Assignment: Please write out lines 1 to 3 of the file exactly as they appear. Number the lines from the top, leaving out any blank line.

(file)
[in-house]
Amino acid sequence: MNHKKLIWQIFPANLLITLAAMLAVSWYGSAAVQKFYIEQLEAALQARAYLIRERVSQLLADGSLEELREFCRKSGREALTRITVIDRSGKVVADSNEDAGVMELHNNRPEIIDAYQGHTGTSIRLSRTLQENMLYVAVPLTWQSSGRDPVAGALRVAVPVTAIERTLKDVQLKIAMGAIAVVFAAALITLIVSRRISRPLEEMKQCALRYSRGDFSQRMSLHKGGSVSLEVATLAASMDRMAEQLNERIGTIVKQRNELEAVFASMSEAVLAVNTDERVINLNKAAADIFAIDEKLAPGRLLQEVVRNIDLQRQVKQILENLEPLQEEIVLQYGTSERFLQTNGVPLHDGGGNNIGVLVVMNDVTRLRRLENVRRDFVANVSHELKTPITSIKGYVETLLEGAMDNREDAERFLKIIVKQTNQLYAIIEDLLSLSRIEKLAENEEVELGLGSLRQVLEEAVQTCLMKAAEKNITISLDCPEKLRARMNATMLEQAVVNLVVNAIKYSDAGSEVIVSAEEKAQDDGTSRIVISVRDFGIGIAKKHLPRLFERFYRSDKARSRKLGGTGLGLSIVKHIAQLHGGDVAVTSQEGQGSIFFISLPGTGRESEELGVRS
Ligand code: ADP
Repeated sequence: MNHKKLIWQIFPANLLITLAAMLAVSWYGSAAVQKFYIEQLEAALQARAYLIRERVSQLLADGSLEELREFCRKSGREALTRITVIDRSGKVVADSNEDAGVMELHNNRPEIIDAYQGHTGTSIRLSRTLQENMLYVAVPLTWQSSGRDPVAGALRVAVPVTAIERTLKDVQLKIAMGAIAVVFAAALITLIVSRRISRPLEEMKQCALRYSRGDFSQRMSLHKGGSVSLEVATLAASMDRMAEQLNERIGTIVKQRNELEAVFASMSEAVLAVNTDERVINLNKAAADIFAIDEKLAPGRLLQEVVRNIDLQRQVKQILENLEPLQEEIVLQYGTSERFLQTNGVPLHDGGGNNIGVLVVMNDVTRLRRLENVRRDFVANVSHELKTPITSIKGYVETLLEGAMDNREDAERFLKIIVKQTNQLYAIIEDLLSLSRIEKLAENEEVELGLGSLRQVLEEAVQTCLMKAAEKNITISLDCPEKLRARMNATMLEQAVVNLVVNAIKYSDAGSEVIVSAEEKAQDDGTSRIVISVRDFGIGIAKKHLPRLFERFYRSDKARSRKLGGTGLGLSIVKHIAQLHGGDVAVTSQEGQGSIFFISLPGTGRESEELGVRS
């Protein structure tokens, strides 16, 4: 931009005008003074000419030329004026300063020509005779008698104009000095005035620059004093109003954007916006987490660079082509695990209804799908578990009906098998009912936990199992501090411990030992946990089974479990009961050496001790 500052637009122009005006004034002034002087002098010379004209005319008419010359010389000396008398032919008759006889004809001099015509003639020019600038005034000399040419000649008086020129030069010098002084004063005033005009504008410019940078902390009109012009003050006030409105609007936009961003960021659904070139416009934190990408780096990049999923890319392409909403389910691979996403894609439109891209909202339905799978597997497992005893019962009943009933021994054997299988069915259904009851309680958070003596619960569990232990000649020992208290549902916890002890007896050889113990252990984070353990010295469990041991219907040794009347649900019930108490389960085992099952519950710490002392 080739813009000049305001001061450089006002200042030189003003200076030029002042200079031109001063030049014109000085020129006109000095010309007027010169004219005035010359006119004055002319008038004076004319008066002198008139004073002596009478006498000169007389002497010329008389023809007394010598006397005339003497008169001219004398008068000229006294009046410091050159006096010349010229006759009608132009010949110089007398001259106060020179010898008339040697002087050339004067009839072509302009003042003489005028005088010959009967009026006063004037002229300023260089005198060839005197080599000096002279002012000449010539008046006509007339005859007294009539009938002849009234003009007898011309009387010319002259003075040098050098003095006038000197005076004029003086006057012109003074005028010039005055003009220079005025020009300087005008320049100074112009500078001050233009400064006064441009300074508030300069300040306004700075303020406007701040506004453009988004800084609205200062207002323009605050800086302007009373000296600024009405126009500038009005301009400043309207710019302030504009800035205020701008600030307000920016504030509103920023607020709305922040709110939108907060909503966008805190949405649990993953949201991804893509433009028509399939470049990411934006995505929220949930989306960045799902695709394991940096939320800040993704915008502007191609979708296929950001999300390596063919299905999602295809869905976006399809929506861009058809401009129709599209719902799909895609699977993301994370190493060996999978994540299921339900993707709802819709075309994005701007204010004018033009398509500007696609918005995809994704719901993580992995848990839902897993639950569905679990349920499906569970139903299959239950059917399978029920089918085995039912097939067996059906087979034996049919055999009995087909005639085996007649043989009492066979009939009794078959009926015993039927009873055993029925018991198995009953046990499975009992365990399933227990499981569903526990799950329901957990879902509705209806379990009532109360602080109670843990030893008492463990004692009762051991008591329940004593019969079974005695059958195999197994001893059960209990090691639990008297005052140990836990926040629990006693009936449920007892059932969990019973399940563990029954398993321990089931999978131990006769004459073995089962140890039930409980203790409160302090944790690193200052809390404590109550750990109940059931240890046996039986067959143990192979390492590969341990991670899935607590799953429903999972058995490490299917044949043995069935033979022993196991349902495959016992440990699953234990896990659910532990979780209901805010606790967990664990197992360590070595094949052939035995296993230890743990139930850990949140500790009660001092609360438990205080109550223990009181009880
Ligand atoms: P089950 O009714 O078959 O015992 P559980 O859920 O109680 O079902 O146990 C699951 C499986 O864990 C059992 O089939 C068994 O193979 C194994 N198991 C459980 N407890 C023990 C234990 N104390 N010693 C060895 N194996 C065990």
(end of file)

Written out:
[in-house]
Amino acid sequence: MNHKKLIWQIFPANLLITLAAMLAVSWYGSAAVQKFYIEQLEAALQARAYLIRERVSQLLADGSLEELREFCRKSGREALTRITVIDRSGKVVADSNEDAGVMELHNNRPEIIDAYQGHTGTSIRLSRTLQENMLYVAVPLTWQSSGRDPVAGALRVAVPVTAIERTLKDVQLKIAMGAIAVVFAAALITLIVSRRISRPLEEMKQCALRYSRGDFSQRMSLHKGGSVSLEVATLAASMDRMAEQLNERIGTIVKQRNELEAVFASMSEAVLAVNTDERVINLNKAAADIFAIDEKLAPGRLLQEVVRNIDLQRQVKQILENLEPLQEEIVLQYGTSERFLQTNGVPLHDGGGNNIGVLVVMNDVTRLRRLENVRRDFVANVSHELKTPITSIKGYVETLLEGAMDNREDAERFLKIIVKQTNQLYAIIEDLLSLSRIEKLAENEEVELGLGSLRQVLEEAVQTCLMKAAEKNITISLDCPEKLRARMNATMLEQAVVNLVVNAIKYSDAGSEVIVSAEEKAQDDGTSRIVISVRDFGIGIAKKHLPRLFERFYRSDKARSRKLGGTGLGLSIVKHIAQLHGGDVAVTSQEGQGSIFFISLPGTGRESEELGVRS
Ligand code: ADP